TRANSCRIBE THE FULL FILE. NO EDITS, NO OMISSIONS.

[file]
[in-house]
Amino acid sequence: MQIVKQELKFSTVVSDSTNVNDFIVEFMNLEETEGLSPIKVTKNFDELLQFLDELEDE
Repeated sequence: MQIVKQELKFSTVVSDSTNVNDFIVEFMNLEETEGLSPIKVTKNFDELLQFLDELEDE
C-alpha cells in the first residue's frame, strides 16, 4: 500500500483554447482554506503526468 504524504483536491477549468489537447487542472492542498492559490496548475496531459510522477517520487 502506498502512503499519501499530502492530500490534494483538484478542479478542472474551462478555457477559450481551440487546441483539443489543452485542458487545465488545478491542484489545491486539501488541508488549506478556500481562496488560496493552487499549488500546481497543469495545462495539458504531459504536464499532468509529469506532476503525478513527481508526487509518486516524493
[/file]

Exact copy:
[in-house]
Amino acid sequence: MQIVKQELKFSTVVSDSTNVNDFIVEFMNLEETEGLSPIKVTKNFDELLQFLDELEDE
Repeated sequence: MQIVKQELKFSTVVSDSTNVNDFIVEFMNLEETEGLSPIKVTKNFDELLQFLDELEDE
C-alpha cells in the first residue's frame, strides 16, 4: 500500500483554447482554506503526468 504524504483536491477549468489537447487542472492542498492559490496548475496531459510522477517520487 502506498502512503499519501499530502492530500490534494483538484478542479478542472474551462478555457477559450481551440487546441483539443489543452485542458487545465488545478491542484489545491486539501488541508488549506478556500481562496488560496493552487499549488500546481497543469495545462495539458504531459504536464499532468509529469506532476503525478513527481508526487509518486516524493